As you get older do you ever feel that the real world kills your ambitions, hopes, and dreams?
I left the corporate world almost a year ago and can’t believe how alive I feel now that I’m not stuck in a cubicle. Each day feels like another opportunity to do something great. I no longer have to dread waking up and drag myself to work. Now that I’ve been “out” for almost a year I realize how much the 9–5 and golden handcuffs were slowly killing my dreams.
If I didn’t get out when I did, call it a 30-year-old “life crisis” I’m not sure I ever would have.
Let me explain…
Looking back I was always an entrepreneur but just didn’t know it yet.
At age 10 I would burn CD’s for my friends and sell them for $3-$5 at school (back in the Napster days). Are you proud Gary Vee?
By the time I was 14 I was buying Lacoste T-shirts from China in bulk and selling them individually on eBay and making a killing.
By age 16 I was buying and selling golf clubs from garage sales and people who couldn’t use the internet on Ebay.
College I really hustled. I worked with a friend who was a nightclub promoter to run party bus and nightclub events. I made a few hundred bucks and got to party for free… just living the dream.
Then, I graduated college, got a great job, and lost my hustle!
How come? Where had my skills gone?
They weren’t gone entirely….I worked in sales so I still had some hustle but I didn’t have the drive I once used to have.
I’ll tell you what happened, a good paying salary.
Salary = comfort zone!
Comfort Zone = Death of your Dreams
After college I got a real job and was making $40,000 per year, full benefits, insurance and fully stocked kitchens— needless to say I felt rich.
Every two weeks I had a good amount of money in my bank account and didn’t have a huge “need” to really hustle anymore. I was content with the money from a single source of income.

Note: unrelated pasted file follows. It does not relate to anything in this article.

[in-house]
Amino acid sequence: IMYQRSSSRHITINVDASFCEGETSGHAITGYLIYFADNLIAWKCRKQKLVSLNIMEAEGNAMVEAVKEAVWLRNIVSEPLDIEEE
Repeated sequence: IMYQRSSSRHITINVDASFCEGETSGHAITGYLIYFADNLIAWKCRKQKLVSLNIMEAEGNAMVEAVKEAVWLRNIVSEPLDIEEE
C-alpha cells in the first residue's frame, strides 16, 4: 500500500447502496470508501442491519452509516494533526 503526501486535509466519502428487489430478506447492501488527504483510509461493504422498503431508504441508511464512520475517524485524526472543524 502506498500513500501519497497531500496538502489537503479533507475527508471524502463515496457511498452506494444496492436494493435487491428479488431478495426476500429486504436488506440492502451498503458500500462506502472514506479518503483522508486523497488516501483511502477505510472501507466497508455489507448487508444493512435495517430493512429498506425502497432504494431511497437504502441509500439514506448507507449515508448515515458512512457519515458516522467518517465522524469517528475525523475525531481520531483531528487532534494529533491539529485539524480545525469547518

My hustle stayed with me for a while and became a top performer. Each year I received raises of 10–15% and sometimes stock bonuses. At this point I was very content working my eight hours and watching TV at night. Why hustle, I was doing fine….
Being fully dependent on your consistent, easy paycheck is a risky bet.
What if something happens to your job or the company you work for?
It’s also risky in that it can make you forget who you are because you get comfortable.
“Move out of your comfort zone. You can only grow if you are willing to feel awkward and uncomfortable when you try something NEW.” — Brian Tracy
Here are my tips on how to avoid complacency, use your paycheck to help invest in yourself and find your passions:
It’s really hard NOT to settle once you are making good (or even decent) money at a comfortable job.
As Nassim Nicholas Taleb (author of Black Swan) said,
“The three most harmful addictions are heroin, carbohydrates, and a monthly salary.”
Yikes, that’s a bit drastic…or is it?
Everyone knows heroin is one of the worst and most addictive drugs out there — duh. Carbs are amazing and it’s why we are addicted to pizza, pasta, and loaded fries. But too many carbs and your weight will eventually increase.
But a monthly salary? Is it really addictive? Is it the hardest of all to break?
Maybe not as addictive as heroin (haven’t tried), but letting a salary control your life can kill your dreams.
A monthly salary can kill your creativity, make you a zombie for eight hours a day, and leave you completely unfulfilled.
I know so many people who are “stuck” in life because of their salary. They’ve created a life based around it and can’t leave unless they go somewhere with similar pay.
I am not hating on people who have a job or work their ass off. A job or career provides money, insurance benefits and a lot of security.
But when was the last time you felt really challenged after being at a company for a few years?
Do you work for money, passion, or both?
Everything I’ve read says that roughly 80% of people are going to a job that they hate every single day. Would you agree?
In my previous life, it was all about money, money, money. I always thought if I made more I would be happier…which was true… to a point.